MILLINOCKET, Maine — The Katahdin Area Chamber of Commerce supports a study of the feasibility of creating a national park near Baxter State Park, its president said Wednesday.

With members Deb Roundtree and Thomas Malcolm absent, the Chamber’s board of directors voted 9-0 on Tuesday to support the study, which board members recommended concentrate on three basic areas, President Chip Lamson said.

The vote came less than 24 hours after noted environmentalist and Burt’s Bees founder Roxanne Quimby spoke of her plan for a national park to about 200 residents during a meeting at Stearns High School.

“That alone would reflect well on the meeting,” Lamson said Wednesday. “We haven’t polled the membership. I will say that all the feedback we have received so far has been very positive and supportive for a feasibility study. As far as actually supporting a national park, we haven’t taken a position on that.”

Quimby hopes to make a gift of 70,000 acres she owns next to Baxter to the federal government for a park in 2016 and has promised to continue to work toward that goal, which she termed a part of her legacy, even if it goes beyond that year.

The Legislature passed a resolve last month opposing Quimby’s initiative, through which she hopes to create a Maine Woods National Park. The park would be nearly twice the size of Acadia National Park.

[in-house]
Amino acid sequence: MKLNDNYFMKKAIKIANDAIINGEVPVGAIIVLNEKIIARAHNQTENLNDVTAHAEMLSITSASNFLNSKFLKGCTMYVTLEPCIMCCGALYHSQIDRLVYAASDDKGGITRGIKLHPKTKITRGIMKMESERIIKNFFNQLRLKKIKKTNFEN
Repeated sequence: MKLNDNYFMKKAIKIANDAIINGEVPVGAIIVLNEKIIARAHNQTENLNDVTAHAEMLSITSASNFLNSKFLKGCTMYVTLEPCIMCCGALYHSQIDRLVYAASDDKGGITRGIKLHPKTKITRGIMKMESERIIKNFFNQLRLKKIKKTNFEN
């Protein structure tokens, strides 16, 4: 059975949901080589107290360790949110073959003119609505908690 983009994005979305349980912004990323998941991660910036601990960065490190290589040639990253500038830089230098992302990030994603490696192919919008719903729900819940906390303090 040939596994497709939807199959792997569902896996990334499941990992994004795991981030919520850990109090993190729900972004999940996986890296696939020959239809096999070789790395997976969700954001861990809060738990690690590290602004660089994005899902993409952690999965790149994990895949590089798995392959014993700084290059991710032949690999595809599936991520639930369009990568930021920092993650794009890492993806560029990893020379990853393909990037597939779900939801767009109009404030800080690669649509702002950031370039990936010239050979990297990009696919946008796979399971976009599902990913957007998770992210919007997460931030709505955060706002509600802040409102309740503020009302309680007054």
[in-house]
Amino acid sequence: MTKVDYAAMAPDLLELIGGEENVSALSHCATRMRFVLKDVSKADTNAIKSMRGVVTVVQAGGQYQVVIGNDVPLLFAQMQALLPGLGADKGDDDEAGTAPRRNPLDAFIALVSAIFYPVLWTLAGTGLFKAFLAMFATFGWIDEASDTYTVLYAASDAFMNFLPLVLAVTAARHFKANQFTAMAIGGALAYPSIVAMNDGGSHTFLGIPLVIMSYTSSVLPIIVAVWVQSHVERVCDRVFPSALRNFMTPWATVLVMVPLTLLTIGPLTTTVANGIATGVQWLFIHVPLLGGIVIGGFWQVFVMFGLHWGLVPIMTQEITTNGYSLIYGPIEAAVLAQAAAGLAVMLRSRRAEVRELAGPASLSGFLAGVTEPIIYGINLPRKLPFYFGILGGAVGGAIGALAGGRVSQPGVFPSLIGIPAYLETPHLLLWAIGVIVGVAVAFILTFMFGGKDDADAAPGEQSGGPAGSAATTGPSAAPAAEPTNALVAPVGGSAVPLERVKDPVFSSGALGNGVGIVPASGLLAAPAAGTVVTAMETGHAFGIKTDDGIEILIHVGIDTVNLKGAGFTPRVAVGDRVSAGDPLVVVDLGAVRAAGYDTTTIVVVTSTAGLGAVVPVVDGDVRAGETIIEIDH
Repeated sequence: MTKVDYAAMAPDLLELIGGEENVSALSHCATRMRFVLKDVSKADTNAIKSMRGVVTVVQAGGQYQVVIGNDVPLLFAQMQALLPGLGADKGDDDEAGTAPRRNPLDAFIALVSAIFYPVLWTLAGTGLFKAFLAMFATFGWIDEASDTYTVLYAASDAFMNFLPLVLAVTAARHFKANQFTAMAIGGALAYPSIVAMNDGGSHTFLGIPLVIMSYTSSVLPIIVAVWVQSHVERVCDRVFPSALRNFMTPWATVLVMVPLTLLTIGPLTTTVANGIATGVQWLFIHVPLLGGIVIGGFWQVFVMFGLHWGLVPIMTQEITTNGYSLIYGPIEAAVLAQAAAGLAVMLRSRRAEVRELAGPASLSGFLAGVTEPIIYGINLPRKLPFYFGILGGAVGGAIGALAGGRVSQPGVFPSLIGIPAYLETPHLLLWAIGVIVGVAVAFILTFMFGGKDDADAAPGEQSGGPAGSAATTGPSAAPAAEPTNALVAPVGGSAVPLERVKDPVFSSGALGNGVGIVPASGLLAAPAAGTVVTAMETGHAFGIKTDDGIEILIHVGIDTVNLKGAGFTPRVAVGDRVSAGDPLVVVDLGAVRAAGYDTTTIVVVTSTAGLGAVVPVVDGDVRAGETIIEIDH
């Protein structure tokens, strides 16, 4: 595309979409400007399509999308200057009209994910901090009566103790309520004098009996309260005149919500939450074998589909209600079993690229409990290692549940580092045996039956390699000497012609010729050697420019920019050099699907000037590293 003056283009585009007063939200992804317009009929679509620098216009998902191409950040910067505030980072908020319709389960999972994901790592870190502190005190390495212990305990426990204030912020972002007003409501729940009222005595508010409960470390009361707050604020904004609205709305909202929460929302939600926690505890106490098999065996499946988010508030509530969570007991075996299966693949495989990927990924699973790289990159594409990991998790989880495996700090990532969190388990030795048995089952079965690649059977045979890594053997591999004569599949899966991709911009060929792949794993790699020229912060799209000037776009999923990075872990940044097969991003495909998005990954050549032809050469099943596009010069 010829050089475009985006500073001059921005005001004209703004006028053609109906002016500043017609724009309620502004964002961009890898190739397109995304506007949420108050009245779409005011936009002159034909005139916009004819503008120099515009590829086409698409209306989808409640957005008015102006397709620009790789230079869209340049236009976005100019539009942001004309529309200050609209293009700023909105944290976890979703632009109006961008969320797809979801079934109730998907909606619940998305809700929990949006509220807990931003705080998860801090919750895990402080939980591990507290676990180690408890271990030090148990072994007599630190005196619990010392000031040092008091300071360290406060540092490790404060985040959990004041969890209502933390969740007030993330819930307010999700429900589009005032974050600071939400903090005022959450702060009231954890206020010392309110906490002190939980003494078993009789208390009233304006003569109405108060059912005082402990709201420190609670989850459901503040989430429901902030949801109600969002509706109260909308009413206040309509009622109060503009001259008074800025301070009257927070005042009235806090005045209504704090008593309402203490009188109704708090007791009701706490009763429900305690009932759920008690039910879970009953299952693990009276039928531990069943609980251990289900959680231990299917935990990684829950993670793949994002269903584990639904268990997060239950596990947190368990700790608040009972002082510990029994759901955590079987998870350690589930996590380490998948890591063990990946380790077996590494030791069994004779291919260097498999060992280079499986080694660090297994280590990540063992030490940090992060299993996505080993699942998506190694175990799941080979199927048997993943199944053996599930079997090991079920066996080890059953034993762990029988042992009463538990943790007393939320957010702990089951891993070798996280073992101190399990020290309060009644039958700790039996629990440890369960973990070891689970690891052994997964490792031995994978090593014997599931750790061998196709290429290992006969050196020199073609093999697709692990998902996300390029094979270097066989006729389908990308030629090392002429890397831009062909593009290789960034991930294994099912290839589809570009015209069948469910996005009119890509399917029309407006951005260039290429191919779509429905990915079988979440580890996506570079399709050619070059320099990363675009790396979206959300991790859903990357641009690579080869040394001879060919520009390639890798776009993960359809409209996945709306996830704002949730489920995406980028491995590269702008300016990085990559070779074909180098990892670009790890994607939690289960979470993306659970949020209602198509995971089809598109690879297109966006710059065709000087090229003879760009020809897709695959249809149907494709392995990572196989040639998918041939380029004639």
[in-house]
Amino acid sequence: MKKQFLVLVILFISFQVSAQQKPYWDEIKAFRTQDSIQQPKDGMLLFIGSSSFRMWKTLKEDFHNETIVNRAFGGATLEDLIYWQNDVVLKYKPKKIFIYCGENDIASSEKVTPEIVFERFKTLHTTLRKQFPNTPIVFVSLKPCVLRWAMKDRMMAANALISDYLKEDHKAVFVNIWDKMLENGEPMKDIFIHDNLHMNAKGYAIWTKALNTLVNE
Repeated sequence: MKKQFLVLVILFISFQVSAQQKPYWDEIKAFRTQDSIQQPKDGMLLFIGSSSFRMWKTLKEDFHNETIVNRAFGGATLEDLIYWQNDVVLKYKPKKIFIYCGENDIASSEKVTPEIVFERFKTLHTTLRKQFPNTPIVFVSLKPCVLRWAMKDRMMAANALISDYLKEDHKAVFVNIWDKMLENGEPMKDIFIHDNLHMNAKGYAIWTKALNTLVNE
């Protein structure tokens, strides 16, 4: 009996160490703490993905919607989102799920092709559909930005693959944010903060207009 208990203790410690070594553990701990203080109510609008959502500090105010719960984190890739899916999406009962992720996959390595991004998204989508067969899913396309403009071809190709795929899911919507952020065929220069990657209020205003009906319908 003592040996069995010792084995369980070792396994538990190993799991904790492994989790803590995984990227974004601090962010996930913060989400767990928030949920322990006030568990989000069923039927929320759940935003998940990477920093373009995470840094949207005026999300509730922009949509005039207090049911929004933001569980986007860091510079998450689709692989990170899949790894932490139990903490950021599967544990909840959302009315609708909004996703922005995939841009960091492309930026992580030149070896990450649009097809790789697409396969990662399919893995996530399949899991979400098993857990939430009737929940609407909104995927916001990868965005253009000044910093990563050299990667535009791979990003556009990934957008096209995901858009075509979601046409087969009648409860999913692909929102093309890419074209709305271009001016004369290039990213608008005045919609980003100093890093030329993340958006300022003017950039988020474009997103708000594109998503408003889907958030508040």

Sportsmen would get another 30,000 acres north of Dover-Foxcroft to be managed like a state park, with hunting and snowmobiling allowed.

Another 10 million acres of forestland nearby would be unaffected.

The initiative’s opponents, which include several Millinocket Town Council members, fear that it would be the death knell to the Katahdin region’s forest products industries. They portrayed the park service as staggered by debt and unable to care for the parks it has, and say tourism jobs offer low wages.

Proponents say the park would be an economic lifeline to the region, bringing in hundreds of thousands of tourists more than does Baxter, without threatening the area’s traditional industries.

U.S. Sens. Olympia Snowe and Susan Collins, Republicans whose support Quimby called critical to the park approval process, expressed skepticism Tuesday much in line with opponents’. U.S. Reps. Mike Michaud and Chellie Pingree have said they want to hear more about her plan before deciding. Pingree favors a study.

Snowe said a national park “would cause a region of the state to be governed by decisions dictated from Washington,” and to Collins, a park “would most likely spell the end to the working forest that has provided thousands of good jobs to the area’s families for generations.”

Councilors agreed to table a resolve condemning a national park until Quimby could pitch her plan to residents.

The Chamber recommended that a feasibility study concentrate on three areas:

• The area’s qualifications for designation as a national park.

• A national park’s economic and social impacts on the Katahdin region.

• An assessment of the National Park Service’s ability to manage and maintain a park.

The Chamber represents businesses from the Katahdin region and surrounding towns.

The Millinocket Town Council is due to address whether to support a feasibility study next week, while Medway school committee members have agreed to support one. East Millinocket leaders are mulling whether to take up the question.